DOING THE RIGHT THING
Commentary by Dr. Don Newbury
In wildest dreams, it never occurred to me that one day I’d write a piece referencing three bigger-than-life personalities. This day, I am.
Two of the three are valued friends whose names are well known in Texas, and the third I’ve never met.
There’s nothing gained by keeping readers in suspense (as if I ever do), but here’s the trio: Dr. Mamie McCullough, a humorous motivational speaker and author long admired, and Texas A&M’s and the old Southwest Conference’s winningest football coach R. C. Slocum. Oh, the third? She’s Dr. Laura Schlessinger, a radio talk show host and author. I never met her, read her or can measure the merit of her responses to telephone “call-ins.” I believe, though, that her daily closing admonition–”Now go do the right thing”–is good medicine. That’s what Dr. McCullough and Coach Slocum have done for more than a half-century, and they’re still at it.
Mamie has done so flamboyantly–“glitzed up” head-to-toe–at lecterns, speaking largely at educational and church gatherings nationally. R. C. is more of an “overalls and brogans” guy who has coached “life, then football” like few others on the planet.
Both are refreshing news items that stand out glowingly among too much “slimy stuff” about man’s inhumanity to man.
Hers was about her 80th birthday. Six dozen family and friends gathered at a Frisco luncheon, some to see what Dr. McCullough had chosen from resale shop purchases for party adornment. The other “news”–received grandly by true fans of college football–is that Slocum has been named interim athletic director at his beloved Texas A&M University. At 74, he and Mamie’s lifelong mantra has been doing the right thing. AND, wonder of wonders, the beloved Aggie coach who was head man for 14 seasons never had an agent, and still doesn’t!
Decked out in a pant suit as white as her hair, Mamie “glittered with gold.” She dazzled as she worked the room, laughing about life today. “At my age, if I can’t hide it, I decorate it,” she joked.
I’ve known her since she rode on a bus from dirt-poor upbringing on a Georgia farm, where her late mother, a widow, raised nine children, all under age 17 when Mamie’s dad died.
Arriving at Howard Payne University in Brownwood, Texas–where older sister Martha already was in school–she didn’t know that you “majored, or minored or paid.” She knew, though, that late President and Mrs. Guy D. Newman loved students, and would see her through. Many of us felt that way.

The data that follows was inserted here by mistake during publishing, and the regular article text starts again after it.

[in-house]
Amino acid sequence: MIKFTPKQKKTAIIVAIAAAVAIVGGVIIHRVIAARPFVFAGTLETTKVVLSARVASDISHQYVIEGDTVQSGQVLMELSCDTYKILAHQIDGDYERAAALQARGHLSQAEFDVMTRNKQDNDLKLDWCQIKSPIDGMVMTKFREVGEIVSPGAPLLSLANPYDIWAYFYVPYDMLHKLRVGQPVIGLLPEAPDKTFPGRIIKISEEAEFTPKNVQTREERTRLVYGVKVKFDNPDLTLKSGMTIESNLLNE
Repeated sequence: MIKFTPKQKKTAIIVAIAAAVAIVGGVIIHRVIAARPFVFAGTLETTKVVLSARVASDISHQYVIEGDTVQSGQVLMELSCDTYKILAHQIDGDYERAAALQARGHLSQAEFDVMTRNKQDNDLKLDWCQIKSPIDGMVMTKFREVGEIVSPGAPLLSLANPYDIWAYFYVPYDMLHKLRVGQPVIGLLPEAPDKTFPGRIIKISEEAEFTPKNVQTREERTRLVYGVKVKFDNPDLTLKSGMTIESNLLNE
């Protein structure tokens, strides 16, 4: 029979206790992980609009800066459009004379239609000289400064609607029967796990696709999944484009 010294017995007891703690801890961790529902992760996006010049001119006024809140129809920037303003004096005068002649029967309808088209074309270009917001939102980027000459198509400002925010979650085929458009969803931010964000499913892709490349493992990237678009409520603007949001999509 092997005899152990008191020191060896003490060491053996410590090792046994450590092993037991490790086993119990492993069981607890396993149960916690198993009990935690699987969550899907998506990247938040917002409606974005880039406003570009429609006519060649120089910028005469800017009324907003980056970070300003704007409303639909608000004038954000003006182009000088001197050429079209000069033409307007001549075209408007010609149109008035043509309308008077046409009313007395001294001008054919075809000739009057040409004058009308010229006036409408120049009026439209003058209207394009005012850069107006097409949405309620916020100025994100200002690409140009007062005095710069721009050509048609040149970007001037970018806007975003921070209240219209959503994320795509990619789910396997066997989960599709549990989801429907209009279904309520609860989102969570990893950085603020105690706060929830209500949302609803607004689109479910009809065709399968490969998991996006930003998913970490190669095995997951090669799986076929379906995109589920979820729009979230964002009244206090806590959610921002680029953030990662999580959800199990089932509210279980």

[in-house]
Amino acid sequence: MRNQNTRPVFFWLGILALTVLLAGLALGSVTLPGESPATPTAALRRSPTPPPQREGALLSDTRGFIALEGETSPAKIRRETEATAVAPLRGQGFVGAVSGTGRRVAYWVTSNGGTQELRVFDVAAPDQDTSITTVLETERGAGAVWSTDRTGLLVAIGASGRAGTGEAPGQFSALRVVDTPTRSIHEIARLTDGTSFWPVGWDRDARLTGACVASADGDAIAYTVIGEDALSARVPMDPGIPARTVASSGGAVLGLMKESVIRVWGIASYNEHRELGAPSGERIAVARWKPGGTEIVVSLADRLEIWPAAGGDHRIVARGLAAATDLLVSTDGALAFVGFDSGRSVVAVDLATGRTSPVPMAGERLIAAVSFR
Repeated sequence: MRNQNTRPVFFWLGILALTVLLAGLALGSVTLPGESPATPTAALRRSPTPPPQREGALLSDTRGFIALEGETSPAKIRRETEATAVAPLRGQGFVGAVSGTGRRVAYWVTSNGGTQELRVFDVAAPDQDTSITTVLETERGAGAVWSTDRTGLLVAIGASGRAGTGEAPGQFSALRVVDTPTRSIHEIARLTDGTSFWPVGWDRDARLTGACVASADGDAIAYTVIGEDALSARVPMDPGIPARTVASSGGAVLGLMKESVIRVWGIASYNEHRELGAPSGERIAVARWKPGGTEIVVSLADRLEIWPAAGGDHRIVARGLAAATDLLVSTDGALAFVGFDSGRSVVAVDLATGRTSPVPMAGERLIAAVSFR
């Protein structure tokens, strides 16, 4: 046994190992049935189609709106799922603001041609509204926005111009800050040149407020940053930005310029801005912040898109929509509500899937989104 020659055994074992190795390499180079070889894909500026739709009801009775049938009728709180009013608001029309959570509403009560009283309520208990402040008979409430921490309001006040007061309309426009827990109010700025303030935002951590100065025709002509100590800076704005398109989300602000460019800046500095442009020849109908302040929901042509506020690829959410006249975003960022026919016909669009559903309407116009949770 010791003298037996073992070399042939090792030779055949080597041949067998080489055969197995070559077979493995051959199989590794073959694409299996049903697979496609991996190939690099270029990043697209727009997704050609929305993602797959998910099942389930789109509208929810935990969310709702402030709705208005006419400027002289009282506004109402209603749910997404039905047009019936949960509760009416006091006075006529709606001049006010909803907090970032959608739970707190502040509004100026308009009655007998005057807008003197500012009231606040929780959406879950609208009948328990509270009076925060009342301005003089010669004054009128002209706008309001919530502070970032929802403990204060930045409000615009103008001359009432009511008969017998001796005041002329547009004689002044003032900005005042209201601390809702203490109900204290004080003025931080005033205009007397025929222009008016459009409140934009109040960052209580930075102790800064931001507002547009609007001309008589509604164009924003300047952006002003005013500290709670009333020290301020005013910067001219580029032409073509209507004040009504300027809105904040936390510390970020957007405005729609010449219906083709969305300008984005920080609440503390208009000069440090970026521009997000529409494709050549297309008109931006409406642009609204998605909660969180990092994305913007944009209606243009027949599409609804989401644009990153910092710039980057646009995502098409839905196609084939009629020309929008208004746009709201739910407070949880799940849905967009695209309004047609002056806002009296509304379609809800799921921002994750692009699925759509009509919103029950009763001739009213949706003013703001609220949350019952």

Tributes to Mamie were many, far too many to condense. She has done so much for so long for so many, including the upbringing of three children—Patti, Brian and Jennifer, ages 8, 6 and 5 when Mamie was widowed at age 42.
I don’t know her college major, but her major in life has been giving, encouraging, supporting and guiding.
Covered by all that “glitz” is her “can do” spirit that continues like the unending sound of drums from deep in a forest, urging the rest of us to “be all we can be.”
The world–as well as her former colleague–the imitable, late Zig Ziglar–has taught Mamie much. And she shares–as does Slocum–what is biblical, what is important and what needs to be done.
Mamie can joke, and she can take jokes. She cackled upon hearing a four-line poem read at her party: “I join mortals and angels, praising Mamie with sweetest of songs, but agreeing with some of her audiences, that much of her bling should be ‘blonged’.”
At age 60, she claimed to “really by 59.95,” and two decades later, she thinks “79.95” is more palatable. She’s the best. So is R.C. Both stand for “the right things.”…
Dr. Newbury is a former educator who “commits speeches” round about. Comments or inquiries to:firstname.lastname@example.org. Ph.: 817-447-3872. Web: www.speakerdoc.com. Twitter: @donnewbury. Facebook: don newbury.